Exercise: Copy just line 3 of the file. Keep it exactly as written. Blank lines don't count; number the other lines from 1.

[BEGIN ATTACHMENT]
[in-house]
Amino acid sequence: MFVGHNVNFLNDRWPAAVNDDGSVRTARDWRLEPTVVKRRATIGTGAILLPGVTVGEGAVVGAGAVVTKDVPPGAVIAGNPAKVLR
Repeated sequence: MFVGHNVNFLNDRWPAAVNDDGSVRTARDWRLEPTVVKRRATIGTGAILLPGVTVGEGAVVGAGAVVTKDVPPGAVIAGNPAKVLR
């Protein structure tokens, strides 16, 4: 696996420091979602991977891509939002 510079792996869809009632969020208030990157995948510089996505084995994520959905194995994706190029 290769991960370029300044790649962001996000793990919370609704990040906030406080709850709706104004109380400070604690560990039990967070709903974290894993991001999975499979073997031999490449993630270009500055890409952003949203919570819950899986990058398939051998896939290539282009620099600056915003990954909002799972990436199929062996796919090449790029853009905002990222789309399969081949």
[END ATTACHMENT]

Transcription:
Repeated sequence: MFVGHNVNFLNDRWPAAVNDDGSVRTARDWRLEPTVVKRRATIGTGAILLPGVTVGEGAVVGAGAVVTKDVPPGAVIAGNPAKVLR